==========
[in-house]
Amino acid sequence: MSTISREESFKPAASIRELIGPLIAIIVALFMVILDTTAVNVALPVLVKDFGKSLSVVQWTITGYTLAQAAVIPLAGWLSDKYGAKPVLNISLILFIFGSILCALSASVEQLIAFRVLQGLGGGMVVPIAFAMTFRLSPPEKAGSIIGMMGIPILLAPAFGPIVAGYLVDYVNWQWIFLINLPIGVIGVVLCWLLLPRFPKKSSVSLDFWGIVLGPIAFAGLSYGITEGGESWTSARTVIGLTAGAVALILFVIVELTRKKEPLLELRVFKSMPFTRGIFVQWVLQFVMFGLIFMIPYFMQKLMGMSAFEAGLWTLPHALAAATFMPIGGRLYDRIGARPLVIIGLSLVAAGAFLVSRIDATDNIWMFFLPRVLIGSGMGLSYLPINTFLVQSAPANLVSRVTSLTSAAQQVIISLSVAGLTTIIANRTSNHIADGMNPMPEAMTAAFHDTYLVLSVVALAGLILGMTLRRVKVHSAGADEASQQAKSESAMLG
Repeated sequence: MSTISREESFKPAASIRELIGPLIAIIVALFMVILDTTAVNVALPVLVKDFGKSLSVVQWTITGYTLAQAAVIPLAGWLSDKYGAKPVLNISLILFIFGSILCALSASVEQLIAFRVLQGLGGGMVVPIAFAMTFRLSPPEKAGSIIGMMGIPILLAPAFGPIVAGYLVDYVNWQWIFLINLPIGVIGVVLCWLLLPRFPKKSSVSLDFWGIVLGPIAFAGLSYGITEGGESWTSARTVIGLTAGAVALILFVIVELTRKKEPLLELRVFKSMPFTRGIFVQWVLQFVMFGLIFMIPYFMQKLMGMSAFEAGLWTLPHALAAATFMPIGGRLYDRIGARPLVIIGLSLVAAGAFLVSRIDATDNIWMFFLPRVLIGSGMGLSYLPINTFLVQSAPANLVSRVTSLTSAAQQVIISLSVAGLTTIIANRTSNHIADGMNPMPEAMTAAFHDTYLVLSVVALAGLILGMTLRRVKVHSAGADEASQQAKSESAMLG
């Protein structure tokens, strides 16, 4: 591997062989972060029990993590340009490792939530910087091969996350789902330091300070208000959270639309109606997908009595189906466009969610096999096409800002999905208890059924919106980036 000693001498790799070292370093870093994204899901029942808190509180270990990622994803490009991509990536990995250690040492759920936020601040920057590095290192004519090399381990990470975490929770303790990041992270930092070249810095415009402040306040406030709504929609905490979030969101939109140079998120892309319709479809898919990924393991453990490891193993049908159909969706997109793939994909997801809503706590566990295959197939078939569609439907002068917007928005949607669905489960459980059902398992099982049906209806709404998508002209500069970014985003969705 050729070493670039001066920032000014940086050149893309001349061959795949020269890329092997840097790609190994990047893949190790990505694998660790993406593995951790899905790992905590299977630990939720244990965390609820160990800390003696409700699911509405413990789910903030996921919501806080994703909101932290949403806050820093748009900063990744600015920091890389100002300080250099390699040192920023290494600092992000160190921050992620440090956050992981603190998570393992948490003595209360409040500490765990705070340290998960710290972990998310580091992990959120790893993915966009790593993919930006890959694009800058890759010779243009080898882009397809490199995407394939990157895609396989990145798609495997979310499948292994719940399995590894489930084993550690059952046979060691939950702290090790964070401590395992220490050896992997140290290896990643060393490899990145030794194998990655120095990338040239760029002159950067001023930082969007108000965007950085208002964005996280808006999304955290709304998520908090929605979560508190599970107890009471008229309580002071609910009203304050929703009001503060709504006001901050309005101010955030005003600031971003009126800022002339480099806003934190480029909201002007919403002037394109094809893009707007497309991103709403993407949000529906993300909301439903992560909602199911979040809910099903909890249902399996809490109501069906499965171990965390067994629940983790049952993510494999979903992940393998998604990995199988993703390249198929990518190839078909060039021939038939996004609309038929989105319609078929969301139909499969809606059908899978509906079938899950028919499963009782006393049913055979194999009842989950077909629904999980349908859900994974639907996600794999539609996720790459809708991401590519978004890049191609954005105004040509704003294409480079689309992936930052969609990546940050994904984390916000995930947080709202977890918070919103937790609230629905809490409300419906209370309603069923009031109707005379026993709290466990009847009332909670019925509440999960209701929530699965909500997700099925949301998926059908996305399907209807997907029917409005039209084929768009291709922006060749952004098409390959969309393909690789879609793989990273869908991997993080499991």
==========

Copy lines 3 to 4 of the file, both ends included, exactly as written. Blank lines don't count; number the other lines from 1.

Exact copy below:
Repeated sequence: MSTISREESFKPAASIRELIGPLIAIIVALFMVILDTTAVNVALPVLVKDFGKSLSVVQWTITGYTLAQAAVIPLAGWLSDKYGAKPVLNISLILFIFGSILCALSASVEQLIAFRVLQGLGGGMVVPIAFAMTFRLSPPEKAGSIIGMMGIPILLAPAFGPIVAGYLVDYVNWQWIFLINLPIGVIGVVLCWLLLPRFPKKSSVSLDFWGIVLGPIAFAGLSYGITEGGESWTSARTVIGLTAGAVALILFVIVELTRKKEPLLELRVFKSMPFTRGIFVQWVLQFVMFGLIFMIPYFMQKLMGMSAFEAGLWTLPHALAAATFMPIGGRLYDRIGARPLVIIGLSLVAAGAFLVSRIDATDNIWMFFLPRVLIGSGMGLSYLPINTFLVQSAPANLVSRVTSLTSAAQQVIISLSVAGLTTIIANRTSNHIADGMNPMPEAMTAAFHDTYLVLSVVALAGLILGMTLRRVKVHSAGADEASQQAKSESAMLG
């Protein structure tokens, strides 16, 4: 591997062989972060029990993590340009490792939530910087091969996350789902330091300070208000959270639309109606997908009595189906466009969610096999096409800002999905208890059924919106980036 000693001498790799070292370093870093994204899901029942808190509180270990990622994803490009991509990536990995250690040492759920936020601040920057590095290192004519090399381990990470975490929770303790990041992270930092070249810095415009402040306040406030709504929609905490979030969101939109140079998120892309319709479809898919990924393991453990490891193993049908159909969706997109793939994909997801809503706590566990295959197939078939569609439907002068917007928005949607669905489960459980059902398992099982049906209806709404998508002209500069970014985003969705 050729070493670039001066920032000014940086050149893309001349061959795949020269890329092997840097790609190994990047893949190790990505694998660790993406593995951790899905790992905590299977630990939720244990965390609820160990800390003696409700699911509405413990789910903030996921919501806080994703909101932290949403806050820093748009900063990744600015920091890389100002300080250099390699040192920023290494600092992000160190921050992620440090956050992981603190998570393992948490003595209360409040500490765990705070340290998960710290972990998310580091992990959120790893993915966009790593993919930006890959694009800058890759010779243009080898882009397809490199995407394939990157895609396989990145798609495997979310499948292994719940399995590894489930084993550690059952046979060691939950702290090790964070401590395992220490050896992997140290290896990643060393490899990145030794194998990655120095990338040239760029002159950067001023930082969007108000965007950085208002964005996280808006999304955290709304998520908090929605979560508190599970107890009471008229309580002071609910009203304050929703009001503060709504006001901050309005101010955030005003600031971003009126800022002339480099806003934190480029909201002007919403002037394109094809893009707007497309991103709403993407949000529906993300909301439903992560909602199911979040809910099903909890249902399996809490109501069906499965171990965390067994629940983790049952993510494999979903992940393998998604990995199988993703390249198929990518190839078909060039021939038939996004609309038929989105319609078929969301139909499969809606059908899978509906079938899950028919499963009782006393049913055979194999009842989950077909629904999980349908859900994974639907996600794999539609996720790459809708991401590519978004890049191609954005105004040509704003294409480079689309992936930052969609990546940050994904984390916000995930947080709202977890918070919103937790609230629905809490409300419906209370309603069923009031109707005379026993709290466990009847009332909670019925509440999960209701929530699965909500997700099925949301998926059908996305399907209807997907029917409005039209084929768009291709922006060749952004098409390959969309393909690789879609793989990273869908991997993080499991």